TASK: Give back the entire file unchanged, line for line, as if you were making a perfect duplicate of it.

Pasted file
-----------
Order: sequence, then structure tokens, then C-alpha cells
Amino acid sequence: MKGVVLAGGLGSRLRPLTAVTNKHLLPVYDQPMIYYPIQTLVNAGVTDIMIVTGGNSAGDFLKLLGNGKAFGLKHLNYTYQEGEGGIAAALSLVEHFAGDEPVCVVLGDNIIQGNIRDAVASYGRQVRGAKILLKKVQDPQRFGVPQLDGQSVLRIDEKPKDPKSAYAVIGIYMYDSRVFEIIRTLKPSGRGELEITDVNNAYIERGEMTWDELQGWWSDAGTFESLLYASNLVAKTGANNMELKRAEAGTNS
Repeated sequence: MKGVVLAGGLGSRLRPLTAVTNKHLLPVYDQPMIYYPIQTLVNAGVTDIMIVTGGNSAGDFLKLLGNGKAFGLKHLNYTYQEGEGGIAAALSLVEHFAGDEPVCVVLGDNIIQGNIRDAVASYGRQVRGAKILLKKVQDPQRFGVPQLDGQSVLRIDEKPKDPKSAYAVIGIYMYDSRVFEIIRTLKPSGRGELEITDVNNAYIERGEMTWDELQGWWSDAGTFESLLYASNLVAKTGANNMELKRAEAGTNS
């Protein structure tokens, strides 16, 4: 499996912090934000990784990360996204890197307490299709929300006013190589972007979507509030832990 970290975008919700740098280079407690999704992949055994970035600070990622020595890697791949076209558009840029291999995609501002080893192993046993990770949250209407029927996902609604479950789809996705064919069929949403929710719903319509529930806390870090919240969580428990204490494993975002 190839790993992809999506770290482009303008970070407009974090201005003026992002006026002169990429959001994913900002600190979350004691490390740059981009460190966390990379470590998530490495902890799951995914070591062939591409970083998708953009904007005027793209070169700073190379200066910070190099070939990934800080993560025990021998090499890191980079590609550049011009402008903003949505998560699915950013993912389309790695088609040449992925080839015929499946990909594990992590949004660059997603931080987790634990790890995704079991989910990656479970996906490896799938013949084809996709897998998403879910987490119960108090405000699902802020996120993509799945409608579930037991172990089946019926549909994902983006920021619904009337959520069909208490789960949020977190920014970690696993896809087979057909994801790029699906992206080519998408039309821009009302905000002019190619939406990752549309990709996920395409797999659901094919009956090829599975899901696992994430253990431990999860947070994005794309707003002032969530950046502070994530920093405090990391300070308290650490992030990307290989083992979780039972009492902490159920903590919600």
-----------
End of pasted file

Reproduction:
Order: sequence, then structure tokens, then C-alpha cells
Amino acid sequence: MKGVVLAGGLGSRLRPLTAVTNKHLLPVYDQPMIYYPIQTLVNAGVTDIMIVTGGNSAGDFLKLLGNGKAFGLKHLNYTYQEGEGGIAAALSLVEHFAGDEPVCVVLGDNIIQGNIRDAVASYGRQVRGAKILLKKVQDPQRFGVPQLDGQSVLRIDEKPKDPKSAYAVIGIYMYDSRVFEIIRTLKPSGRGELEITDVNNAYIERGEMTWDELQGWWSDAGTFESLLYASNLVAKTGANNMELKRAEAGTNS
Repeated sequence: MKGVVLAGGLGSRLRPLTAVTNKHLLPVYDQPMIYYPIQTLVNAGVTDIMIVTGGNSAGDFLKLLGNGKAFGLKHLNYTYQEGEGGIAAALSLVEHFAGDEPVCVVLGDNIIQGNIRDAVASYGRQVRGAKILLKKVQDPQRFGVPQLDGQSVLRIDEKPKDPKSAYAVIGIYMYDSRVFEIIRTLKPSGRGELEITDVNNAYIERGEMTWDELQGWWSDAGTFESLLYASNLVAKTGANNMELKRAEAGTNS
């Protein structure tokens, strides 16, 4: 499996912090934000990784990360996204890197307490299709929300006013190589972007979507509030832990 970290975008919700740098280079407690999704992949055994970035600070990622020595890697791949076209558009840029291999995609501002080893192993046993990770949250209407029927996902609604479950789809996705064919069929949403929710719903319509529930806390870090919240969580428990204490494993975002 190839790993992809999506770290482009303008970070407009974090201005003026992002006026002169990429959001994913900002600190979350004691490390740059981009460190966390990379470590998530490495902890799951995914070591062939591409970083998708953009904007005027793209070169700073190379200066910070190099070939990934800080993560025990021998090499890191980079590609550049011009402008903003949505998560699915950013993912389309790695088609040449992925080839015929499946990909594990992590949004660059997603931080987790634990790890995704079991989910990656479970996906490896799938013949084809996709897998998403879910987490119960108090405000699902802020996120993509799945409608579930037991172990089946019926549909994902983006920021619904009337959520069909208490789960949020977190920014970690696993896809087979057909994801790029699906992206080519998408039309821009009302905000002019190619939406990752549309990709996920395409797999659901094919009956090829599975899901696992994430253990431990999860947070994005794309707003002032969530950046502070994530920093405090990391300070308290650490992030990307290989083992979780039972009492902490159920903590919600």